I'm Lindsay Ferrier, a Nashville writer with a passion for family travel, exploring Tennessee, and raising kids without losing my mind in the process. This is where I share my discoveries, along with occasional deep thoughts, pop culture tangents and a sprinkling of snark. Want to get in touch? Use the CONTACT form at the top of the page.
January 29, 2013
“January is usually the worst month of the year,” my husband said this morning as he was getting ready for work. “But this year, it’s been great. We have our Winter Wonderland decorations. We’ve gone on winter hikes and bike rides on the new greenway. We’re actually enjoying winter for a change.”
It’s true. Not only are we loving our Winter Wonderland-themed house and trying to get outside as much as possible, but I also took a few minutes a week or two ago to reserve a big stack of winter and snow-themed books from the library. I read two or three with my five-year-old each day, and we’ve had a lot of fun reading them together. I’m glad we decided to embrace January this year instead of just getting through it. It’s definitely something I want to do again.
And it’s certainly not too late for you and your family to get in on the action if you need a wintertime pick-me-up. Check out this list of our absolute favorite winter-themed children’s books and reserve them at your library now. There are still plenty of cold weather days ahead!
Thomas’ Snowsuit by R. Munsch is hilarious- My son made me read it to him three times in a row yesterday. Thomas doesn’t want to wear his snowsuit (as you can guess by the cover), and much fighting and mayhem ensue. This book will have your kids rolling.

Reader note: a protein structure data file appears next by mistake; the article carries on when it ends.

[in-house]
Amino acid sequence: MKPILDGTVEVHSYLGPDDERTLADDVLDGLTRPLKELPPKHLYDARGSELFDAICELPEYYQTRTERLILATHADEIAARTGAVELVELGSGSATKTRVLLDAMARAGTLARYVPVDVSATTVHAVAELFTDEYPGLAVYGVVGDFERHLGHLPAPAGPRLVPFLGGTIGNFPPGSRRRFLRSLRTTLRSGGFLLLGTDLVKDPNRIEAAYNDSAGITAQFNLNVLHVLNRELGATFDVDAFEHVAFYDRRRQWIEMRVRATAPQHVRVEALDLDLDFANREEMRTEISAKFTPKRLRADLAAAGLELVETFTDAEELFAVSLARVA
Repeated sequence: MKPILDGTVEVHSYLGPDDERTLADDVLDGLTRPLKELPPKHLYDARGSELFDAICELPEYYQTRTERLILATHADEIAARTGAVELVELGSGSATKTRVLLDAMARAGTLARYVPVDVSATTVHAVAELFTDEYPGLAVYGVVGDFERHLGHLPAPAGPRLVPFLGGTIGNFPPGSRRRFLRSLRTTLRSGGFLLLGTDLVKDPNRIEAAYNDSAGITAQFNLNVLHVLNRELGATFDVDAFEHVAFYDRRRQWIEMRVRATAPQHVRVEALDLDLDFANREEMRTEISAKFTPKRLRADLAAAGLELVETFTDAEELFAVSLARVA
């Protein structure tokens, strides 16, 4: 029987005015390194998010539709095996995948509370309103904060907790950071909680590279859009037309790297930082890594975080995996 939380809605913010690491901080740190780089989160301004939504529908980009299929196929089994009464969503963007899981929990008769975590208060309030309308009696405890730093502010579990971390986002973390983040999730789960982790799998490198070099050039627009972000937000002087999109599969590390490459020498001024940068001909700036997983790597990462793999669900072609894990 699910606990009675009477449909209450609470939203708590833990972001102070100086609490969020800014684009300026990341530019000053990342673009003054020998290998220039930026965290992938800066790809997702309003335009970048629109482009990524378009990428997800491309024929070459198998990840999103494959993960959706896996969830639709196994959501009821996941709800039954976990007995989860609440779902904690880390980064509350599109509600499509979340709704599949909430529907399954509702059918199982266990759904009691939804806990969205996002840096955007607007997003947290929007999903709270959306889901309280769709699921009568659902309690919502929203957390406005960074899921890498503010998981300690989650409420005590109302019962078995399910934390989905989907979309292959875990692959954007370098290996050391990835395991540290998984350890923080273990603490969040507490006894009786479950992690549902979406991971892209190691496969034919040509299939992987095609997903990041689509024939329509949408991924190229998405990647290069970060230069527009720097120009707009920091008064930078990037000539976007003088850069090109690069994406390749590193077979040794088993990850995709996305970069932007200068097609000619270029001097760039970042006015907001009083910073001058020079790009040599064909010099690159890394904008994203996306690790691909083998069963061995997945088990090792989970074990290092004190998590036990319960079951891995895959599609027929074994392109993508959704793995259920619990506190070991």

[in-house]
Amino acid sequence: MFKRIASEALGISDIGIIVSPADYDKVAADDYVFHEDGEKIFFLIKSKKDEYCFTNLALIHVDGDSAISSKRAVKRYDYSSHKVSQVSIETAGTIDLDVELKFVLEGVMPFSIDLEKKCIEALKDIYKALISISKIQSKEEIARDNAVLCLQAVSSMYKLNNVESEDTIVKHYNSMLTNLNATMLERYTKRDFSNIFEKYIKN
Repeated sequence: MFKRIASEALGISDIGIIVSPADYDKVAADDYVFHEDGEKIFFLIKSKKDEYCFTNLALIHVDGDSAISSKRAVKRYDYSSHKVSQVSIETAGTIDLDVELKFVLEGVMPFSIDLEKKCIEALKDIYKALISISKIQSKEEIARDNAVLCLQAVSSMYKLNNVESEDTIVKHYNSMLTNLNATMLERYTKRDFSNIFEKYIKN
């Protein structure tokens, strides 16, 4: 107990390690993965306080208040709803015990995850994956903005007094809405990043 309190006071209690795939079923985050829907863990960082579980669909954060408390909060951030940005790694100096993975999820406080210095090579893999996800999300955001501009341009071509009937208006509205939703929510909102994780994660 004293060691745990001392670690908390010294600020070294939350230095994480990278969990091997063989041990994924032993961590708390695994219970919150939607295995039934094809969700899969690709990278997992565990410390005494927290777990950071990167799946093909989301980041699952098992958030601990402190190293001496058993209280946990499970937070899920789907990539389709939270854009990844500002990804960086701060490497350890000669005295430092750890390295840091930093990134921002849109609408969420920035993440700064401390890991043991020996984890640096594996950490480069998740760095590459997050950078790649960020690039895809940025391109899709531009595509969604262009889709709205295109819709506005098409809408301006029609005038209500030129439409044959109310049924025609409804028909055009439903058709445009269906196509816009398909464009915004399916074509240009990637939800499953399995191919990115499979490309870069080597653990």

The Snowman by Raymond Briggs is all pictures, allowing your child to “read” the story to you. My five-year-old and I had a great time telling the story to each other before bed a few nights ago. For an added bonus, see if your library has the 27-minute DVD movie. It’s wonderful and my son really enjoyed watching it after reading the book.
The Mitten by Jan Brett is a wintertime classic, and my favorite thing about the book is that there are many, MANY mitten activities and printouts online. Read the book and then do a related ‘Mitten’ activity with your child- It’s a great way to spend a cold winter afternoon together.
Also, Jan Brett has lots of delicious winter-themed books (Gingerbread Friends is another recent favorite), as well as free activities and coloring pages to support them on her website. It’s worth a look under her name the next time you’re at the library.
Snow by Uri Shulevitz is a Caldecott Honor book and another classic winter tale. It perfectly captures that feeling I still remember as a kid, when all the adults around me said it wouldn’t snow, or it wouldn’t accumulate– AND IT DID!
I don’t think I’ve let a winter pass since my kids were born without reading Caldecott Medal-winning The Snowy Day by Ezra Jack Keats. Keats was one of my favorite authors when I was little, and this book is considered by many to be his best (although I’m partial to Whistle for Willie as well).
Snowflake Bentley by Jacqueline Briggs Martin is the Caldecott Medal-winning biography of Wilson Bentley, a pioneer in the art of photographing snowflakes. What makes this book really fun is to read it, then look at some of Bentley’s photographs online. They are truly amazing. My kids never looked at snowflakes the same way again after this “lesson!”
Snowballs by Lois Ehlert will definitely spark the creative impulse in your kids. The illustrations are as captivating as the facts about snow in the book — and at the end of the story, the author displays all the materials that were used in the illustrations, so that your child can go back and find each item and how it was used to create a snowman picture. Cool!
Stranger in the Woods by Carl R. Sams II and Jean Stoick is a true gem — It uses wildlife photography to tell the tale of wild animals’ reactions to a snowman that appears in the woods after a snowstorm. You AND your child will love this book. There’s also a DVD movie of this story, backed by the author. Check it out if your library has it!
Snowmen at Night by Caralyn and Mark Buehner answers the question of just what snowmen get up to when the sun goes down. The illustrations and story are fantastic, and you and your whole family can enjoy this book together.
Those are my top ten. Add your own favorites in the comments- We’re always looking for new winter stories!
Header image via Herry Lawford/Flickr